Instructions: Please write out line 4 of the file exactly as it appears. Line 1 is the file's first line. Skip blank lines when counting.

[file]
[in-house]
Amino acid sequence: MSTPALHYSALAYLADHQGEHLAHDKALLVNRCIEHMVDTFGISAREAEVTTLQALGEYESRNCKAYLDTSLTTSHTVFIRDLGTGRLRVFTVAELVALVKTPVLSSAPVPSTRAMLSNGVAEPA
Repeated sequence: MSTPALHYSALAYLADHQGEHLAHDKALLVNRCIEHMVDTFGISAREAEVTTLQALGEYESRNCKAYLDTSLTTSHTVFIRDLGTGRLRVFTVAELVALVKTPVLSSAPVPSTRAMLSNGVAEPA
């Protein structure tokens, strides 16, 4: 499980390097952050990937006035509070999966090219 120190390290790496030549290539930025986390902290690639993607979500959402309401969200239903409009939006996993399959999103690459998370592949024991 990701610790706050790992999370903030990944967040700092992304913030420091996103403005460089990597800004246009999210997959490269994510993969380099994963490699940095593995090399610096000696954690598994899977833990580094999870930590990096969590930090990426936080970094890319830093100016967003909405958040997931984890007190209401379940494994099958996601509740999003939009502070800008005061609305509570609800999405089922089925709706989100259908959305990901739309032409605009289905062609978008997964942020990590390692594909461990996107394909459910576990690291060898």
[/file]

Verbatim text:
């Protein structure tokens, strides 16, 4: 499980390097952050990937006035509070999966090219 120190390290790496030549290539930025986390902290690639993607979500959402309401969200239903409009939006996993399959999103690459998370592949024991 990701610790706050790992999370903030990944967040700092992304913030420091996103403005460089990597800004246009999210997959490269994510993969380099994963490699940095593995090399610096000696954690598994899977833990580094999870930590990096969590930090990426936080970094890319830093100016967003909405958040997931984890007190209401379940494994099958996601509740999003939009502070800008005061609305509570609800999405089922089925709706989100259908959305990901739309032409605009289905062609978008997964942020990590390692594909461990996107394909459910576990690291060898």